Ecosphere, Volume 12, Issue 4

Increased fire activity due to climate change may impact the successional dynamics of boreal forests, with important consequences for caribou habitat. Early successional forests have been shown to support lower quantities of caribou forage lichens, but geographic variation in, and controls on, the rates of lichen recovery has been largely unexplored. In this study, we sampled across a broad region in northwestern Canada to compare lichen biomass accumulation in ecoprovinces, including the Saskatchewan Boreal Shield, the Northwest Territories Taiga Shield, and Northwest Territories Taiga Plains, divided into North and South. We focused on the most valuable Cladonia species for boreal and barren-ground caribou: Cladonia mitis and C. arbuscula, C. rangiferina and C. stygia, and C. stellaris and C. uncialis. We developed new allometric equations to estimate lichen biomass from field measurements of lichen cover and height; allometries were consistent among ecoprovinces, suggesting generalizability. We then used estimates of lichen biomass to quantify patterns of lichen recovery in different stand types, ecoprovinces, and with time following stand-replacing fire. We used a hurdle model to account both for the heterogeneous nature of lichen presence (zero inflation) and for the range of abundance in stands where lichen was present. The first component of the hurdle model, a generalized linear model, identified stand age, stand type, and ecoprovince as significant predictors of lichen presence. With a logistic growth model, a measure of lichen recovery (time to 50% asymptotic value) varied from 28 to 73 yr, dependent on stand type and ecoprovince. The combined predictions of the hurdle model suggest the most rapid recovery of lichen biomass across our study region occurred in jack pine in the Boreal Shield (30 yr), while stands located in the Taiga Plains (North and South) required a longer recovery period (approximately 75 yr). These results provide a basis for estimating future caribou habitat that encompasses some of the large variation in fire effects on lichen abundance and vegetation types across the range of boreal and barren-ground caribou in North America.

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Summary and synthesis of Changing Cold Regions Network (CCRN) research in the interior of western Canada – Part 2: Future change in cryosphere, vegetation, and hydrology
C. M. DeBeer, H. S. Wheater, John W. Pomeroy, Alan Barr, Jennifer L. Baltzer, Jill F. Johnstone, M. R. Turetsky, Ronald E. Stewart, Masaki Hayashi, Garth van der Kamp, Shawn J. Marshall, Elizabeth M. Campbell, Philip Marsh, Sean K. Carey, William L. Quinton, Yanping Li, Saman Razavi, Aaron Berg, Jeffrey J. McDonnell, Christopher Spence, Warren Helgason, A. M. Ireson, T. Andrew Black, Mohamed Elshamy, Fuad Yassin, Bruce Davison, Allan Howard, Julie M. Thériault, Kevin Shook, M. N. Demuth, Alain Pietroniro
Hydrology and Earth System Sciences, Volume 25, Issue 4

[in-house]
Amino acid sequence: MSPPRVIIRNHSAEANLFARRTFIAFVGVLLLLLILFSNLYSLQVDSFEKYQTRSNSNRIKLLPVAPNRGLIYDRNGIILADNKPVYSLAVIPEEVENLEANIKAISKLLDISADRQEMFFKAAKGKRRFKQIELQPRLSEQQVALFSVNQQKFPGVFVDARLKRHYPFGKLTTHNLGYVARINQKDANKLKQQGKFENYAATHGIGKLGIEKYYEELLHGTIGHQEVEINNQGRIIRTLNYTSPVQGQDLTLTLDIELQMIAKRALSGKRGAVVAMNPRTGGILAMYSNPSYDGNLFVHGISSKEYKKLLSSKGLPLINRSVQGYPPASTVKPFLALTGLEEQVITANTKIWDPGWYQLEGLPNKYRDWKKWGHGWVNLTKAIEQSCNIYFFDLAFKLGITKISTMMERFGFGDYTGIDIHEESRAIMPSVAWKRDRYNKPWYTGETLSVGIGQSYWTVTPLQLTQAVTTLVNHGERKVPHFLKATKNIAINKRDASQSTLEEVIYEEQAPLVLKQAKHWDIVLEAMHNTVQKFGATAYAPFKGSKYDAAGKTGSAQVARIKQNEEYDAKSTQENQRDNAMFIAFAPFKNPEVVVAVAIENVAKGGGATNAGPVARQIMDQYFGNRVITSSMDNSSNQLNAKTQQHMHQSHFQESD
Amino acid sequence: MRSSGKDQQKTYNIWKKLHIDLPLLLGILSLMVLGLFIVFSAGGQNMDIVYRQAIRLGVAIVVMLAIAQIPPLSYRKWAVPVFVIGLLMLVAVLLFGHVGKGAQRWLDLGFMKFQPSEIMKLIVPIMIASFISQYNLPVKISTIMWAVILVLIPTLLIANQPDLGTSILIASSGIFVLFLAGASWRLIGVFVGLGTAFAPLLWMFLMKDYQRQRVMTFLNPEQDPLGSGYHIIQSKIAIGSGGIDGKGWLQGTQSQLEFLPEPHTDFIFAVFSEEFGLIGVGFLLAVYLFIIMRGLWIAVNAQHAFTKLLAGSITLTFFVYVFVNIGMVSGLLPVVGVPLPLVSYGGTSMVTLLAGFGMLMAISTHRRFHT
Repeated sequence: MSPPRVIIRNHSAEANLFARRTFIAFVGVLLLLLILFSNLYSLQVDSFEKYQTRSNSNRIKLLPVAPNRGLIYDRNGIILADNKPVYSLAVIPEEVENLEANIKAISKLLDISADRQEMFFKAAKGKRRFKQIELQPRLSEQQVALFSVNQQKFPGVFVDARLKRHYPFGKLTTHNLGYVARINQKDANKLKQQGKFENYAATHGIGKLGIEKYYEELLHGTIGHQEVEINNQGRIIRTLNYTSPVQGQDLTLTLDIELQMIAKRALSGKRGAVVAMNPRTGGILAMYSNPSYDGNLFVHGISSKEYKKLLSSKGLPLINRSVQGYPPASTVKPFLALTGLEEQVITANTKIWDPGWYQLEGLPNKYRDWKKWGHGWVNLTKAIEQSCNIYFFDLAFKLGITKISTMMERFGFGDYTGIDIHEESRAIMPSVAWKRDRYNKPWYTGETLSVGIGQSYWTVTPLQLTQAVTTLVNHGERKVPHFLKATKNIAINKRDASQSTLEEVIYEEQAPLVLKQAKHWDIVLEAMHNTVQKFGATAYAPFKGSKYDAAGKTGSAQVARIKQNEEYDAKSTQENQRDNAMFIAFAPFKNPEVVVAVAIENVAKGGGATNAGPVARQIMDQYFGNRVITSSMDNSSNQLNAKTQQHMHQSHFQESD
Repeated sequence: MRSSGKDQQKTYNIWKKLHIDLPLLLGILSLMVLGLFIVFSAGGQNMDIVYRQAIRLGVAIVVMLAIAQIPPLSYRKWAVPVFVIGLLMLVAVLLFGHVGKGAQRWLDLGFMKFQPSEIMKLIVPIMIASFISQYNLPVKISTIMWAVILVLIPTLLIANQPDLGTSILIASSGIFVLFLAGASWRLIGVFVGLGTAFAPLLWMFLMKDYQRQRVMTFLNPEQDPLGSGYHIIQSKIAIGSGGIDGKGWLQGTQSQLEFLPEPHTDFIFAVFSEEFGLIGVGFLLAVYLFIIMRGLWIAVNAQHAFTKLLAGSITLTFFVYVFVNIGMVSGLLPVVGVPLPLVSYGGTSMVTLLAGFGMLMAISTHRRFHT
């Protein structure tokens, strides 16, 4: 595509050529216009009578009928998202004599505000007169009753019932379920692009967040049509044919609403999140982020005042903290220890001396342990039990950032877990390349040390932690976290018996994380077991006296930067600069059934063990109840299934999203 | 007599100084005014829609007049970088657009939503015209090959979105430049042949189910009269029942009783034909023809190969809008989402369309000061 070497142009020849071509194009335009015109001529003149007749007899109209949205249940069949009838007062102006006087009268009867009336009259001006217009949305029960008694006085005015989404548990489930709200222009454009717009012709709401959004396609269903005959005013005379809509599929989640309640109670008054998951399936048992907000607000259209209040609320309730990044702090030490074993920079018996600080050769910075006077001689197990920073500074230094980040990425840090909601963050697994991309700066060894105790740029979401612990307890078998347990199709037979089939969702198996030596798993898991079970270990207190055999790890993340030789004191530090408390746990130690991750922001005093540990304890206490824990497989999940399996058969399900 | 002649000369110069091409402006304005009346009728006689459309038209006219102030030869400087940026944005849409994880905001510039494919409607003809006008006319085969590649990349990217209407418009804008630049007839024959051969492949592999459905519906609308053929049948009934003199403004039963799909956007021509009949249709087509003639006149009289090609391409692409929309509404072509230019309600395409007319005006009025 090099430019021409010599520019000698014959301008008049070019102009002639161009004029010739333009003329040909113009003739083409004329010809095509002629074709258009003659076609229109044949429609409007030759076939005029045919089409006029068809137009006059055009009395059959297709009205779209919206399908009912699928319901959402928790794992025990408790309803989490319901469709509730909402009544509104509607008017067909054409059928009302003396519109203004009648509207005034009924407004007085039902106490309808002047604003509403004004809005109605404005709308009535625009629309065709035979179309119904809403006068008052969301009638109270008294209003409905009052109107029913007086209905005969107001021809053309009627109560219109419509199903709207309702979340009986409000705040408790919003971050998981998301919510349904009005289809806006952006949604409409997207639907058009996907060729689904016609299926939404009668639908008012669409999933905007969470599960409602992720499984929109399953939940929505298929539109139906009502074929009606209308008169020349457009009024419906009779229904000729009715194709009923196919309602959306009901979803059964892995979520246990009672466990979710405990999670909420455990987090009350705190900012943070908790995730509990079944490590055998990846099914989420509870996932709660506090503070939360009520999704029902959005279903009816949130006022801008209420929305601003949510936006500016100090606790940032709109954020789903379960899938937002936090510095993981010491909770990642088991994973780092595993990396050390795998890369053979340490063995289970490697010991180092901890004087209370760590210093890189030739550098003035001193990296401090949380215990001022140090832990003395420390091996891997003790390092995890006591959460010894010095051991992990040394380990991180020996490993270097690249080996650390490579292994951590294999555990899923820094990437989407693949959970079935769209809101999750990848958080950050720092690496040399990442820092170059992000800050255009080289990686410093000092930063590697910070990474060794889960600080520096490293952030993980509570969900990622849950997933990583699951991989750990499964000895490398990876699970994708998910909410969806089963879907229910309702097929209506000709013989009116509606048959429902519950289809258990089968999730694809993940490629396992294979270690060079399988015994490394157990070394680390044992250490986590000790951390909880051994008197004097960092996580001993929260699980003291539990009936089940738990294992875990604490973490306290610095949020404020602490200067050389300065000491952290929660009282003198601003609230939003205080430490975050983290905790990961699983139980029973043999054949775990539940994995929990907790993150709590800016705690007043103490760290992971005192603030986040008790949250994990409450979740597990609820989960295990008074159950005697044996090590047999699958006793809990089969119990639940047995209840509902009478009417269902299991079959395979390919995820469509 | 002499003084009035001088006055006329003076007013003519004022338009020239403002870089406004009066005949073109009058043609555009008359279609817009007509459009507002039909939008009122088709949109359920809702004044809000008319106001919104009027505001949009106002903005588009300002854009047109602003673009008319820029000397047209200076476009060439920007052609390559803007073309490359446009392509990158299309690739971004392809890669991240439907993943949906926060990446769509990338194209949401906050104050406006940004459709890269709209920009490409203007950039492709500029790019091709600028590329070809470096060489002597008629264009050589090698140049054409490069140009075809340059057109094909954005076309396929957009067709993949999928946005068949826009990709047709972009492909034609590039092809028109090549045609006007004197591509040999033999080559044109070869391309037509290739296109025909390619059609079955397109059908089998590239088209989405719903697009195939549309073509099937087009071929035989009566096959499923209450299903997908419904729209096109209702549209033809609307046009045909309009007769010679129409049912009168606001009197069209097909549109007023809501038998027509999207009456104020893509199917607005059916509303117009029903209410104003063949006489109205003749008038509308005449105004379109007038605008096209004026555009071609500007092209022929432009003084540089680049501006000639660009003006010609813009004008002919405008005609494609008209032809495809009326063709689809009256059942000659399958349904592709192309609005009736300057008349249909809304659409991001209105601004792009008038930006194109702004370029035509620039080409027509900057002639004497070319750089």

Abstract. The interior of western Canada, like many similar cold mid- to high-latitude regions worldwide, is undergoing extensive and rapid climate and environmental change, which may accelerate in the coming decades. Understanding and predicting changes in coupled climate–land–hydrological systems are crucial to society yet limited by lack of understanding of changes in cold-region process responses and interactions, along with their representation in most current-generation land-surface and hydrological models. It is essential to consider the underlying processes and base predictive models on the proper physics, especially under conditions of non-stationarity where the past is no longer a reliable guide to the future and system trajectories can be unexpected. These challenges were forefront in the recently completed Changing Cold Regions Network (CCRN), which assembled and focused a wide range of multi-disciplinary expertise to improve the understanding, diagnosis, and prediction of change over the cold interior of western Canada. CCRN advanced knowledge of fundamental cold-region ecological and hydrological processes through observation and experimentation across a network of highly instrumented research basins and other sites. Significant efforts were made to improve the functionality and process representation, based on this improved understanding, within the fine-scale Cold Regions Hydrological Modelling (CRHM) platform and the large-scale Modélisation Environmentale Communautaire (MEC) – Surface and Hydrology (MESH) model. These models were, and continue to be, applied under past and projected future climates and under current and expected future land and vegetation cover configurations to diagnose historical change and predict possible future hydrological responses. This second of two articles synthesizes the nature and understanding of cold-region processes and Earth system responses to future climate, as advanced by CCRN. These include changing precipitation and moisture feedbacks to the atmosphere; altered snow regimes, changing balance of snowfall and rainfall, and glacier loss; vegetation responses to climate and the loss of ecosystem resilience to wildfire and disturbance; thawing permafrost and its influence on landscapes and hydrology; groundwater storage and cycling and its connections to surface water; and stream and river discharge as influenced by the various drivers of hydrological change. Collective insights, expert elicitation, and model application are used to provide a synthesis of this change over the CCRN region for the late 21st century.